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Birth Weight, Gestational Age and Insurance Are Predictors of Breastfeeding

Monday, October 22, 2012
Room 346-347 (Morial Convention Center)
Cristina Fernandez, MD1, Corrine K. Hanson2, Elizabeth Lyden2 and Ann L. Anderson Berry, MD2, (1)Pediatrics, Creighton University, Omaha, NE, (2)Pediatrics, University of Nebraska Medical Center, Omaha, NE

Purpose: Successful establishment of breastfeeding in low birth weight or premature infants can be difficult. Our purpose was to evaluate the impact of birth weight, gestational age, and insurance status on breastfeeding status, at both the initial pediatrician visit and the 6 month follow up visit.

Methods: Medical records of 1246 infants at both their first pediatrician and 6 month pediatrician visits were reviewed. Data was collected on gestational age at birth, birth weight, insurance type, and feeding method, exclusive breast feeding, formula feeding or combination feeding.  Descriptive statistics were displayed for all variables. One-way ANOVA was used to compare continuous data between the first visit BF groups and if significant, Tukeys test was used for pairwise comparisons.  The independent t- test was used to compare continuous data between the 6 month BF groups. Associations of categorical variables were assessed with the Chi-square test or Fisher's exact test when appropriate.  Logistic regression was used to model predictors of BF (breast or both vs. bottle) at first visit and BF at the 6 month visit. A p-value < 0.05 was considered statistically significant.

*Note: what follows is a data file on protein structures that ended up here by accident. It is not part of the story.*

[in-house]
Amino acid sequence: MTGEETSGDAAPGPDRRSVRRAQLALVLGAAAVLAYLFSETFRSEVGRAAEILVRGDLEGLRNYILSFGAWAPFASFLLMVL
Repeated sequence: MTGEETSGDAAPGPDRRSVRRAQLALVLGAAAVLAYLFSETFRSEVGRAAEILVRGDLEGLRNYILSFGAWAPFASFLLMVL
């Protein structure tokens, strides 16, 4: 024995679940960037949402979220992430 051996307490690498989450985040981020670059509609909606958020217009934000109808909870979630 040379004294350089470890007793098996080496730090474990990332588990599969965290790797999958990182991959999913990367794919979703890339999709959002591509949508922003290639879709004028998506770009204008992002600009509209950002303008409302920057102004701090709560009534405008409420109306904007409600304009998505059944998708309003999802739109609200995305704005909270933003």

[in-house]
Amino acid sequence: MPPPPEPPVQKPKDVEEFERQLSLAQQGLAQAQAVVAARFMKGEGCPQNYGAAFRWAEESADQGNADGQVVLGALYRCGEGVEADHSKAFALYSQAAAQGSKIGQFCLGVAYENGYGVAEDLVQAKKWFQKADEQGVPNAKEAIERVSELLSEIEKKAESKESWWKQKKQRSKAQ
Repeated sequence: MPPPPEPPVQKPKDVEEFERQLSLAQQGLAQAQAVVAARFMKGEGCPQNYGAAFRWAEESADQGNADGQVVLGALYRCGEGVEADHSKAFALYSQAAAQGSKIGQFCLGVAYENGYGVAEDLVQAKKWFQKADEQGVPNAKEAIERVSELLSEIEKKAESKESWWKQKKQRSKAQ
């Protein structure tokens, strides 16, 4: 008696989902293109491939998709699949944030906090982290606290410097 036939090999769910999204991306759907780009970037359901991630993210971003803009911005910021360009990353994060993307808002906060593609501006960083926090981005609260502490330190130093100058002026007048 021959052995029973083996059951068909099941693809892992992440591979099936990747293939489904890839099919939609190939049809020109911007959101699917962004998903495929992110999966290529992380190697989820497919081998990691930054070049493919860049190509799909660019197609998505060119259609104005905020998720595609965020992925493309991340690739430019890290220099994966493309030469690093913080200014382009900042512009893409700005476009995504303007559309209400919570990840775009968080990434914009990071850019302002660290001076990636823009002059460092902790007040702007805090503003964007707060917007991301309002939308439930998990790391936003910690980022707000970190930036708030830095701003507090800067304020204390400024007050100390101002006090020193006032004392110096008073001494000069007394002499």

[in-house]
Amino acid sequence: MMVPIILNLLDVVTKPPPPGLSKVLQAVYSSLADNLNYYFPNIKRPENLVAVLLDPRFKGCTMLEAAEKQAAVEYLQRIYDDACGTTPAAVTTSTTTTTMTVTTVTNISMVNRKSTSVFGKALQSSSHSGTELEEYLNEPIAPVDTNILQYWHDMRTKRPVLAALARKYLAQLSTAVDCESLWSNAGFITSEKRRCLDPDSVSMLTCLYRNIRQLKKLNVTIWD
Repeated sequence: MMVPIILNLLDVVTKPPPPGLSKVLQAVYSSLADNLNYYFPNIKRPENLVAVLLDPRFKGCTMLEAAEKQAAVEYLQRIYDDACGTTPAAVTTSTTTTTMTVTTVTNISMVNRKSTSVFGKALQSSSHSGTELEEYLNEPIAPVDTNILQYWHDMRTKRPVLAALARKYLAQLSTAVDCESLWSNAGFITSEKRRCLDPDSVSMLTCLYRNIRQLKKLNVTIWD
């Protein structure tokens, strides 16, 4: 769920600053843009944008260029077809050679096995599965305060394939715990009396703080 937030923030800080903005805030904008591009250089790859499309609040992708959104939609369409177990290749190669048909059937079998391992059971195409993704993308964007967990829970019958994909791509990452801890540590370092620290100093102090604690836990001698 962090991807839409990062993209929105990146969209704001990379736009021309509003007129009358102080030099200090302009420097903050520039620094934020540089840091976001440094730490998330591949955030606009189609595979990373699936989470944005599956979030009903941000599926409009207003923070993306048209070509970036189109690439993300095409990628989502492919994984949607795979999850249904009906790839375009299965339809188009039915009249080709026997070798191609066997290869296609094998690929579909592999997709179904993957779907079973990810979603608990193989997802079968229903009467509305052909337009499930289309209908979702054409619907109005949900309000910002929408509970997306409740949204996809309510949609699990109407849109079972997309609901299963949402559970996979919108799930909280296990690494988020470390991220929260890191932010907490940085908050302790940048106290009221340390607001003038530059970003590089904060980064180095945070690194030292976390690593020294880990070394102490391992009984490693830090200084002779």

Results:   Gestational age was significantly associated with a woman's BF behavior at the first visit after adjusting for insurance status (p=0.0004).  After adjusting for insurance status, the odds ratio of BF at the first visit associated with a 1-week increase in gestational age is 1.12 (95% CI 1.05 to 1.20). Birth weight was also significantly associated with a woman's BF behavior at 6 months after adjusting for insurance status and gender of the infant (p=0.0031).  Specifically, when comparing 2 groups of mothers of the same insurance status and with infants of the same gender, the group of mothers whose infants were 500 grams larger (about 1 pound) in birth weight will have an odds of BF at 6 months that is 1.02 times the odds of BF for the group of mothers with infants of the lower birth weight. Type of insurance, private vs. public, also was significantly associated with BF behavior at the first visit after adjusting for gestational age (p<0.0001). After adjusting for gestational age, private insurance is associated with increased odds (OR= 3.72) (95% CI 2.78 to 4.97) of BF when compared to the group of women with public or no insurance.

Conclusion:   Identifying specific populations at risk for decreased initiation of or early discontinuation of breastfeeding will allow practitioners to provide targeted interventions to assist these groups with successful BF.  Our results indicate, lower birth weight, lower gestational age, and public insurance are all associated with decreased breastfeeding are target populations for intervention.